I don’t remember ever not being afraid of heights. I’ve never liked window seats on planes (or flying in general), skiing (since childhood lessons required a terrifying gondola ride), or even standing on high apartment balconies.
So how did I find myself peering over the side of a cliff in Switzerland?
My favourite vacation spot in the entire world is Wengen, a small resort village perched above the Lauterbrunnen Valley in the Berner Oberland region of Switzerland. There is nothing I like better than to wake up there, stand on my balcony and take in the views knowing that a few hours later I’ll be striding through those mountains. I adore looking through my hiking maps and books planning each day’s adventure and I’ve never had a day there that was less than spectacular.
On my last trip, I decided it was time to visit Schynige Platte, a high plateau with stunning 360 degree views that every visitor raves about. I’d also heard the Panoramaweg there was a fabulous and easy hike. Perfect!
But I’d seen photos of the hike and knew it also involved a section where hikers picked their way along a ridge. It was more than safe but for someone who had a panic attack on a high ropes course once (such a proud moment) it was a concern.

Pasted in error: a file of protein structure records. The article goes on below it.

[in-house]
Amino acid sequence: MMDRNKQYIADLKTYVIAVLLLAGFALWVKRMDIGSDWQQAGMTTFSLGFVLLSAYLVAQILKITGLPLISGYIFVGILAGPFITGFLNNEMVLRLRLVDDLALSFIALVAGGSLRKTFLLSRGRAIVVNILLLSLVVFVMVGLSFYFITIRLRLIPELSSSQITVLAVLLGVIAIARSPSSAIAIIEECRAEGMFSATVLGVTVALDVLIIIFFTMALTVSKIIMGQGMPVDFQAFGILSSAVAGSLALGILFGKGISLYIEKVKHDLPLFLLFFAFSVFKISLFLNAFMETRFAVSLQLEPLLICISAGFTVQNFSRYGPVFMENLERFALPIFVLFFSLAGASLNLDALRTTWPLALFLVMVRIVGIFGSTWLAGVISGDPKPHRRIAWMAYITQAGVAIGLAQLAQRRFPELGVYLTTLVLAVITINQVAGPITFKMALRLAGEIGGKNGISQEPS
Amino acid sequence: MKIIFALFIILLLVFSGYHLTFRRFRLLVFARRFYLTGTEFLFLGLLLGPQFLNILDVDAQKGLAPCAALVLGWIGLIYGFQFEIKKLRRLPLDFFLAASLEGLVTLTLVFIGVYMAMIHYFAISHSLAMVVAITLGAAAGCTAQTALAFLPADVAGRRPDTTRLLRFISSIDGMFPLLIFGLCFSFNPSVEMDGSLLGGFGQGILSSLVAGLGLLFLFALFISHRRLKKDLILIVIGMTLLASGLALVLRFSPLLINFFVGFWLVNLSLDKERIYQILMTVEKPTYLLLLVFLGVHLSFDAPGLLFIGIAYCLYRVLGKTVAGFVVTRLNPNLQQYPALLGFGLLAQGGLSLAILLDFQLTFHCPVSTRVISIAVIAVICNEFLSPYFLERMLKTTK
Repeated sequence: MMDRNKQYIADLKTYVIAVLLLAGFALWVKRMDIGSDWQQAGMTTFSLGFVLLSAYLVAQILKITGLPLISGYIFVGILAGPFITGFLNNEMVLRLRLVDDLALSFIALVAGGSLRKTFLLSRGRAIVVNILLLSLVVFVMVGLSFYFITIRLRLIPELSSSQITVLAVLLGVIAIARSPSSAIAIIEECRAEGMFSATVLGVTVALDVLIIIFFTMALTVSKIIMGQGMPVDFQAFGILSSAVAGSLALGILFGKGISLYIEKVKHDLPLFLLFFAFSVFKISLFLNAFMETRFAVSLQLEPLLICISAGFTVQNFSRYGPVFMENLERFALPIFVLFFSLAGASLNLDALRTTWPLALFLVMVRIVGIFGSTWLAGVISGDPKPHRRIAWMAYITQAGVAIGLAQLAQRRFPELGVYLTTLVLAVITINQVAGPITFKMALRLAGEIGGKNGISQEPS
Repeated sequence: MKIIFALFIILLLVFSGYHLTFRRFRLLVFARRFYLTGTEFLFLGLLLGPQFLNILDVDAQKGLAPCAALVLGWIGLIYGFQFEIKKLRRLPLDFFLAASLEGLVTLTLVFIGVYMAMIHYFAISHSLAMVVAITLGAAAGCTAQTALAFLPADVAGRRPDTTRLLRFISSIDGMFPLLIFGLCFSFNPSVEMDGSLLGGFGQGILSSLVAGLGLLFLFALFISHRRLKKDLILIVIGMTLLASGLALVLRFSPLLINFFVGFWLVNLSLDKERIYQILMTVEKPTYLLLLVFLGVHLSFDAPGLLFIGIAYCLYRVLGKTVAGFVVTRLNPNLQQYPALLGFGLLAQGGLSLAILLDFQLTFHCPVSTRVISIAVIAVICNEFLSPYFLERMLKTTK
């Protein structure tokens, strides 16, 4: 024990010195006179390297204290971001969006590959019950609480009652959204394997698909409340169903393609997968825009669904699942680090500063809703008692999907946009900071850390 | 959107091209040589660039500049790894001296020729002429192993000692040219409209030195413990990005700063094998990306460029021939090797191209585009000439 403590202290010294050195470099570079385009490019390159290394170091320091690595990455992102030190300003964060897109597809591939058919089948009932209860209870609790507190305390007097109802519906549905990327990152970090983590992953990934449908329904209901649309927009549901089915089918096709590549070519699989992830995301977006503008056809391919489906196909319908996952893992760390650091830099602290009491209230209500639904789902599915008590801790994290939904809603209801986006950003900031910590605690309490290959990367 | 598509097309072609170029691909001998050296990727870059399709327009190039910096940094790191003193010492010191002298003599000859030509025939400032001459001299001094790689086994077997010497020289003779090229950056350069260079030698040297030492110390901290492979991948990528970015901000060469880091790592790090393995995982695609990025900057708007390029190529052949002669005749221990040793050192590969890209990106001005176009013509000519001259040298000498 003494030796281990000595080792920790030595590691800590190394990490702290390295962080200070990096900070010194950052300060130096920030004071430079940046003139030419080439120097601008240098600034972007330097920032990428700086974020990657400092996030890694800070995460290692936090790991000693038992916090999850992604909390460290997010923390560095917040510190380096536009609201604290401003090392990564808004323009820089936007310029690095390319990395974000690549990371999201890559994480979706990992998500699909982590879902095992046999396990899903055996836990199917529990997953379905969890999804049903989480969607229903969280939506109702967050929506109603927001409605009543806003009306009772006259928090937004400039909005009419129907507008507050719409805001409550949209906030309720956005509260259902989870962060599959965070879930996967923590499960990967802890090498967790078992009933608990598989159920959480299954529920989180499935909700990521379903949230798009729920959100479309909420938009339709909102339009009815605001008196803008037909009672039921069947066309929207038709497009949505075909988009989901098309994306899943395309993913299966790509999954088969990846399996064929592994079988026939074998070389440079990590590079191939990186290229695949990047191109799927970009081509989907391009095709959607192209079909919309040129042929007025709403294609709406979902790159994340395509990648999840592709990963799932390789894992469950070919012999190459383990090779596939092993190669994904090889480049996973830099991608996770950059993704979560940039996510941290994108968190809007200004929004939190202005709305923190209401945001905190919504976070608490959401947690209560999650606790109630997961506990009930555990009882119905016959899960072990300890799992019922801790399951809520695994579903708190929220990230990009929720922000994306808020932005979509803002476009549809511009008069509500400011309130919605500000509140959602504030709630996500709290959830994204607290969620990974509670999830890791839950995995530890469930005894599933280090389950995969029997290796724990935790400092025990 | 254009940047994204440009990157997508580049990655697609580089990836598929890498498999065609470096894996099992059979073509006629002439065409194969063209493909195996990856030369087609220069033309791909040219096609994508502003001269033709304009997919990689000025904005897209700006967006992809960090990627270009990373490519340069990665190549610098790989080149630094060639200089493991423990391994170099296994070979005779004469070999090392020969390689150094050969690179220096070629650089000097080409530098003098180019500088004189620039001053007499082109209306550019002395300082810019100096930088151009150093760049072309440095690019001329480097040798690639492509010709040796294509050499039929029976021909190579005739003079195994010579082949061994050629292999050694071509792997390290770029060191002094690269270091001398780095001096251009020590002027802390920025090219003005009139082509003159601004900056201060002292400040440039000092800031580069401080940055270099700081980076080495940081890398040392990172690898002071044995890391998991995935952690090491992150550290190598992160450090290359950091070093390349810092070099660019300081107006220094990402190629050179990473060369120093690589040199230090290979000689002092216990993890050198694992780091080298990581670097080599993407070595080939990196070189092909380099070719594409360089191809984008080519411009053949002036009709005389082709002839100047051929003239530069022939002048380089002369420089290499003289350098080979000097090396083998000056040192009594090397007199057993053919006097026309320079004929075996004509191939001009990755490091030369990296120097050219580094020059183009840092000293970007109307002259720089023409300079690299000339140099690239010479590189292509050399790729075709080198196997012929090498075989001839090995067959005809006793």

I feel safe in Switzerland to do things I wouldn’t do other places. I know they’re not going to let me hike places where 100 hikers have fallen to their deaths. Swiss insurers are anything but careless. So, with the knowledge that I was unlikely to die (no matter how much it may have felt like that was exactly what was going to happen) off I went.
It was terrifying. But, as is usually the case, I am so glad I did it.
The views were incredible. Just going up the old cogwheel train you see so much – Thunsee, the Lauterbrunnen Valley, the Grindelwald Valley, and every mountain you could imagine. And once you’re at the top and start hiking the views get even better. (For a detailed stage-by-stage description of the hike and wonderful photos, check out Moms:Tots:Zurich.)
Did I conquer my fear of heights? Not entirely. I still found those ridge sections difficult to get through. But I took it slowly and almost calmly and in the end it was a day I’ll never forget. Both because of the extraordinary views (honestly the best of any hike I’ve ever done) and because I didn’t let my fear get in the way of doing something amazing.
- Check the weather forecast and weathercam before you head up – Schynige Platte in the middle of a cloud is not quite the same experience as on a clear day
- Make sure you have good hiking boots! The trail is rocky and the last thing you want is to turn an ankle at the top of the ridge. Poles may also be a good idea
- Know the train schedule before you start your hike. It’s a long, long, long hike down if you miss the last train. Alternately, there is a hotel at Schynige Platte where you can spend the night if stuck
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